According to the reports I hear, the Carter appointees and the new Reagan people are working smoothly to make the transition. You don't find the bitterness that has been present during the changeovers of the administrations. In many cases, the Carter people even seem happy to turn over the reins of government to the Reaganities.

I dropped in on one of the departments where a Carter appointee was briefing a Reagan lieutenant on what to expect.

The Carter person said, "Now in this blue metal file cabinet are all the plans for improving mass transportation in the country."

"Good, I'll go through them this afternoon."

"They cover everything from buses, to subways, to railroads, to movable sidewalks. If it transports people -- we've made a study of it."

"Excellent. What are in those six green cabinets over there?"

"The reasons why we can't build them. Let me show you how the system works. Let's say you were planning to build a 165-mile-an-hour train for the Northeast corridor of the United States. You would look up 'Super Train' in the blue cabinet. We have photos of Japanese trains, French trains, German trains and Swiss trains, as well as plans for each of those systems."

"They all look beautiful," the Reagan man said.

"Now we go over to this green file cabinet and look up 'Super Train.' This photo shows you what would happen if you tried to go 165 miles an hour on an American track bed."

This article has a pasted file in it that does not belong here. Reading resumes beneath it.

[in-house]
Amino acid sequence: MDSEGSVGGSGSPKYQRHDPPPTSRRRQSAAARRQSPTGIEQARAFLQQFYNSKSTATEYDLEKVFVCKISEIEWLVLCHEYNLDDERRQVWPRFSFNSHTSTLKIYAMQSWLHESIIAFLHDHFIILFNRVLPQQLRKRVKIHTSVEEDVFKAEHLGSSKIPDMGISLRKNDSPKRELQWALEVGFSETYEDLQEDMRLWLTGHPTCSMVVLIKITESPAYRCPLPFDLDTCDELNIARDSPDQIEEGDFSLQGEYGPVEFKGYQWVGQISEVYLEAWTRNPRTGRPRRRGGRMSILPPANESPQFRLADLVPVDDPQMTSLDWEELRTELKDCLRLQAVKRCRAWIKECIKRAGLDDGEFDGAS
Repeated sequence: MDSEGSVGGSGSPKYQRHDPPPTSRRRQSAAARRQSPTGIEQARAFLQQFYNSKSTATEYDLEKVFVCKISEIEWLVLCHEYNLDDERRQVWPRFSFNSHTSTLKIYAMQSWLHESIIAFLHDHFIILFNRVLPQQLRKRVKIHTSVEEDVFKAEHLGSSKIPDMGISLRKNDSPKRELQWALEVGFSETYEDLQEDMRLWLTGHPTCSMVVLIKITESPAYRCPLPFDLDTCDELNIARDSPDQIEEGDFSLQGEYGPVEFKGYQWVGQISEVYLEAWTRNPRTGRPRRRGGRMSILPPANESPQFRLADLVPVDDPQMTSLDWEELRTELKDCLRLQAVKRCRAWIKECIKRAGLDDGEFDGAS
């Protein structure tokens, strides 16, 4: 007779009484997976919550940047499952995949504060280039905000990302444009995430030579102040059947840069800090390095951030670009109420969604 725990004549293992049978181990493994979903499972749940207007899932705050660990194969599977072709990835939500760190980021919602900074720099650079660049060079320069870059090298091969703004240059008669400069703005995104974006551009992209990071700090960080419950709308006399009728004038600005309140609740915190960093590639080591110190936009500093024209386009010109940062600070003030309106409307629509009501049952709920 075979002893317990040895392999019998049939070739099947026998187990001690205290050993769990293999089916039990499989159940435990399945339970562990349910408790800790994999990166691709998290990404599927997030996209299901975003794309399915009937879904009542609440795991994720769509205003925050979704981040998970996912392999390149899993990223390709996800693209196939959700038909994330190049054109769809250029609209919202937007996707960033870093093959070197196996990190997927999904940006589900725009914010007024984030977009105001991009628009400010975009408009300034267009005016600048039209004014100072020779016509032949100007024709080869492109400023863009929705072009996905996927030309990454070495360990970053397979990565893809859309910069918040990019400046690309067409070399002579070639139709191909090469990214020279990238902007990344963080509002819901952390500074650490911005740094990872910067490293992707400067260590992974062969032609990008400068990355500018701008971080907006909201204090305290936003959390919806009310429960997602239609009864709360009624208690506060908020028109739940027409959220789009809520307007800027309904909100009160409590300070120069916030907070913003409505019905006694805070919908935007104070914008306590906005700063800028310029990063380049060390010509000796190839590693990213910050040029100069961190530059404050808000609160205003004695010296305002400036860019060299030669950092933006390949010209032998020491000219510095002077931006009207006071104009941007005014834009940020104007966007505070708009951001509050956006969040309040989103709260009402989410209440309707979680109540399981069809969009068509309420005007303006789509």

The Reagan man said, "It looks like the train has crashed into a garbage dump somewhere in Philadelphia."

"It's actually Baltimore. Our engineers have figured out that at 165 miles an hour, the Super Train would fly off the tracks in Philadelphia and land just about here in Maryland, unless it smashed into a freight train in Washington first."

"How would I find the answer to that problem?"

"You go to this green file cabinet here and look up 'Cost of laying new tracks for Super Train.'"

"Twelve billion dollars?!" the Reagan man exclaimed.

"That doesn't include switching equipment and computers. When you have a train going that fast, you have to keep the tracks clear at all times, because it can't stop if it sees something ahead. In order to make sure that it is safe, you would have to build electric gate at all the railroad crossings, which we figure will cost another $6 billion."

"I guess we better forget about the Super Train. What other ideas are in the flies?"

"We have an excellent plan for busing."

"Gov. Reagan is against busing."

"This would not be used for busing school children; it would be used for busing people to work. Here is a prototype of a new air-conditioned vehicle that would seat 80 people and have room for 60 standees."

"That makes a lot of sense. What's wrong with it?"

"To make it pay for itself, it would cost $4 per person for a two-mile ride. The cities won't buy them unless we give them $1 billion in supplemental payments."

"That ridiculous. What about monorails? Gov. Reagan was very impressed with the monorial he saw at Disneyland."

"I think the monorail folder is over here. Yes, here it is. A monorail, at present construction estimates, would cost $4 million a foot -- without stairways for the stations." e

"Do you people have any mass transportation ideas the new president could implement?"

The Carter man went through the files.

"Here's one our research and development people have been working on. It's a dog sled that can pull six people at one time and it only costs $900."

"Now you're talking. What's wrong with it?"

"You need artificial snow macnines every block along the route or the dogs will refuse to pull the sleds."

"You Carter people aren't leaving us much to work with."

"That isn't true. We've ordered 14 new green file cabinets for the office, and here's the number of the General Services Administration in case you need any more. t